Thursday, December 2, 2010

Reserve rises may have missed the point

If yesterday’s GDP figures are right, then the Reserve Bank has misread the economy, and given us interest rate rises we don’t read.

If the figures are wrong — and their startling revisions to 2009-10 data don’t inspire confidence — then they are just a bit of static we can disregard. But don’t assume it.

For once, Wayne Swan did not come out yesterday with graphs showing how Australia is leaving the ‘‘major advanced economies’’ for dead. And no wonder. All except France and Italy are now growing faster than we are.

With growth of 2.7 per cent, we are now being left for dead by Germany (3.9 per cent), Japan (4.1) and Korea (4.5).

But The real bottom line is growth in GDP per head. The Bureau of Statistics estimates it rose just 0.8 per cent in the year to September. It is still below 2008 levels.

How can that be when we’ve seen so much growth in jobs, our mineral exports are booming, and even after yesterday’s revisions, the Bureau of Statistics estimates that real national income grew 7.2 per cent in the past year?

Surely that makes us richer? Which means we spend more?

Well, some of us. The key to the puzzle lies near the back of the book, where the Bureau examines the sources of household income.

Over the past two years of crisis and rebound, it estimates, total wage income grew by just 7 per cent - including inflation, including all those 400,000 extra jobs.

Average income per employee grew just 3.6 per cent. Inflation grew 4.1 per cent. That means that on average, households depending on wage income are now marginally worse off.

Household income is growing: but the part of it that is really growing is the income of households who invest. Our income from profits, dividends, rent and interest shot up 16 per cent in the same two years. So households with significant investment income are much better off.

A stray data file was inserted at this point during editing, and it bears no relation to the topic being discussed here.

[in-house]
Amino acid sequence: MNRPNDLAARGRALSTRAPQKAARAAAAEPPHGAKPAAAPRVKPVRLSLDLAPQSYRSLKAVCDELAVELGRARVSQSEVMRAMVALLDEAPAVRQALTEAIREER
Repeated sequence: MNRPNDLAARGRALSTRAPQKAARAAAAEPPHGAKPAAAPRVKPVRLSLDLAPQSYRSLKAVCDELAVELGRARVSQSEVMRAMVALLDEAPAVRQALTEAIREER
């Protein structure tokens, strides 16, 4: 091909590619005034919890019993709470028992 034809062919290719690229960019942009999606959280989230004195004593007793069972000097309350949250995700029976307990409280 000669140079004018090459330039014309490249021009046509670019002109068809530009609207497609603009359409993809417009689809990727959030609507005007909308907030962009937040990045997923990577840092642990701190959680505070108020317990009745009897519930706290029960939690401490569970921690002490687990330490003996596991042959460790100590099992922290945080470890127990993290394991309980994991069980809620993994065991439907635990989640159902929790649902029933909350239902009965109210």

But investor households are more likely to reinvest their windfalls than spend them. That’s reflected in the Bureau’s stunning revision of its story on what happened in the last year. It has cut its estimate of household spending in 2009-10 by a cool $27 billion, and trebled its estimate of household saving from $23 billion to $68 billion.

Its picture of Australia’s growth now is extremely patchy. In the past year, almost half of all non-farm growth was in mining, mineral processing and construction. Most of the rest was in the finance sector and professional services (lawyers, accountants etc). The other two-thirds of the economy is growing little, if at all.

Many economists, inside government and outside, don’t believe this. They point to the stunning jobs growth of the past year, to the Bureau’s record of revising up past data, and dismiss yesterday’s figures as at most a ‘‘speed bump’’ on our road to the boom the Reserve predicts.

They may be right. But in my mind, these figures add to concerns that, as in early 2008, the Reserve may have misread the game. It has focussed on the needs of one industry in one state — mining in WA — when its job is to set interest rates for the entire economy. There is a risk that it has done too much, too soon.